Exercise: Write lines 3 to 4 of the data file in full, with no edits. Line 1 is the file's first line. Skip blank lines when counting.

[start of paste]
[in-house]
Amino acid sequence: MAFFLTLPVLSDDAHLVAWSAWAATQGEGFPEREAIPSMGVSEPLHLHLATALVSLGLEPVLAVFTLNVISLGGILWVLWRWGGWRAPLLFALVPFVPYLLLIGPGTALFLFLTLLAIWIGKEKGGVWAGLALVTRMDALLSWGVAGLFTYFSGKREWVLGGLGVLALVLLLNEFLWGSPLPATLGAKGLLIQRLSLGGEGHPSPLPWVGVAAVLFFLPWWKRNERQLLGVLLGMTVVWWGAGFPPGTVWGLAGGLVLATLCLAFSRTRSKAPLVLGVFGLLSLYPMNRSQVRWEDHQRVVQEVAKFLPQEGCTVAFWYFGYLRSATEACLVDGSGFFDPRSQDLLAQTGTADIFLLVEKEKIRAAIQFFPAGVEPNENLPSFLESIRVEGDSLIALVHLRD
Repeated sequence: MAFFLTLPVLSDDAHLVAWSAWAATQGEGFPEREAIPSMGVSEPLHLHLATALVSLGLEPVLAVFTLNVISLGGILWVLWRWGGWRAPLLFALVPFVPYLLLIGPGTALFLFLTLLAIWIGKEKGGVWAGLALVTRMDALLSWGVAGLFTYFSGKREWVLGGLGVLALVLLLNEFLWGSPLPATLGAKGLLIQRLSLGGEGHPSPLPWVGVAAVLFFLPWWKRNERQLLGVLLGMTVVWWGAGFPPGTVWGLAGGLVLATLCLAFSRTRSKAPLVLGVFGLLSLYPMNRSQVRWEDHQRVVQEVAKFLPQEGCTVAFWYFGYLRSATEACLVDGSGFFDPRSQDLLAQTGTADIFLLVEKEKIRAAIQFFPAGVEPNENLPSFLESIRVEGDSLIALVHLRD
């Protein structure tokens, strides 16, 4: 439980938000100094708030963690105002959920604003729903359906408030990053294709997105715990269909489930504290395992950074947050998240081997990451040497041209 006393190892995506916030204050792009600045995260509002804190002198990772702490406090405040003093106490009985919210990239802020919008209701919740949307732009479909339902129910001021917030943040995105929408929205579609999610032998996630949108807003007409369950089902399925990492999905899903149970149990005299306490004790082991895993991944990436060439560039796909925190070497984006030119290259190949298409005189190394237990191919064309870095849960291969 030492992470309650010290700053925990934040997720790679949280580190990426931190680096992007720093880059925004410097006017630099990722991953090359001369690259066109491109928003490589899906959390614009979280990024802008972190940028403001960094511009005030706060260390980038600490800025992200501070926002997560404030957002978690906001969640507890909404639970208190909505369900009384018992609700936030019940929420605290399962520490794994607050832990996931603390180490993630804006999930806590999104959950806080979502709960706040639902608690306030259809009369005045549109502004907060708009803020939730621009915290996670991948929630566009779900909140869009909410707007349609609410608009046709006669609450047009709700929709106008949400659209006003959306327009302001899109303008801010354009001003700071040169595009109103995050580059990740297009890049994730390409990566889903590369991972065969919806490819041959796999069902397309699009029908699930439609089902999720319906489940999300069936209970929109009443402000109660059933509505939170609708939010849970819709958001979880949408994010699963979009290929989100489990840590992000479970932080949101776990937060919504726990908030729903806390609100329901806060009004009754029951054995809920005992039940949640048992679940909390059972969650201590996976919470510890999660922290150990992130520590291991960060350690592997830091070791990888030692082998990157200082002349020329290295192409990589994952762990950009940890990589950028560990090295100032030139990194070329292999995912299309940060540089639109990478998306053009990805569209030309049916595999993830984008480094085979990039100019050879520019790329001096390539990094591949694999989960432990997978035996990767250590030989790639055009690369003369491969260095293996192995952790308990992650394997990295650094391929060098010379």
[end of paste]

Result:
Repeated sequence: MAFFLTLPVLSDDAHLVAWSAWAATQGEGFPEREAIPSMGVSEPLHLHLATALVSLGLEPVLAVFTLNVISLGGILWVLWRWGGWRAPLLFALVPFVPYLLLIGPGTALFLFLTLLAIWIGKEKGGVWAGLALVTRMDALLSWGVAGLFTYFSGKREWVLGGLGVLALVLLLNEFLWGSPLPATLGAKGLLIQRLSLGGEGHPSPLPWVGVAAVLFFLPWWKRNERQLLGVLLGMTVVWWGAGFPPGTVWGLAGGLVLATLCLAFSRTRSKAPLVLGVFGLLSLYPMNRSQVRWEDHQRVVQEVAKFLPQEGCTVAFWYFGYLRSATEACLVDGSGFFDPRSQDLLAQTGTADIFLLVEKEKIRAAIQFFPAGVEPNENLPSFLESIRVEGDSLIALVHLRD
């Protein structure tokens, strides 16, 4: 439980938000100094708030963690105002959920604003729903359906408030990053294709997105715990269909489930504290395992950074947050998240081997990451040497041209 006393190892995506916030204050792009600045995260509002804190002198990772702490406090405040003093106490009985919210990239802020919008209701919740949307732009479909339902129910001021917030943040995105929408929205579609999610032998996630949108807003007409369950089902399925990492999905899903149970149990005299306490004790082991895993991944990436060439560039796909925190070497984006030119290259190949298409005189190394237990191919064309870095849960291969 030492992470309650010290700053925990934040997720790679949280580190990426931190680096992007720093880059925004410097006017630099990722991953090359001369690259066109491109928003490589899906959390614009979280990024802008972190940028403001960094511009005030706060260390980038600490800025992200501070926002997560404030957002978690906001969640507890909404639970208190909505369900009384018992609700936030019940929420605290399962520490794994607050832990996931603390180490993630804006999930806590999104959950806080979502709960706040639902608690306030259809009369005045549109502004907060708009803020939730621009915290996670991948929630566009779900909140869009909410707007349609609410608009046709006669609450047009709700929709106008949400659209006003959306327009302001899109303008801010354009001003700071040169595009109103995050580059990740297009890049994730390409990566889903590369991972065969919806490819041959796999069902397309699009029908699930439609089902999720319906489940999300069936209970929109009443402000109660059933509505939170609708939010849970819709958001979880949408994010699963979009290929989100489990840590992000479970932080949101776990937060919504726990908030729903806390609100329901806060009004009754029951054995809920005992039940949640048992679940909390059972969650201590996976919470510890999660922290150990992130520590291991960060350690592997830091070791990888030692082998990157200082002349020329290295192409990589994952762990950009940890990589950028560990090295100032030139990194070329292999995912299309940060540089639109990478998306053009990805569209030309049916595999993830984008480094085979990039100019050879520019790329001096390539990094591949694999989960432990997978035996990767250590030989790639055009690369003369491969260095293996192995952790308990992650394997990295650094391929060098010379």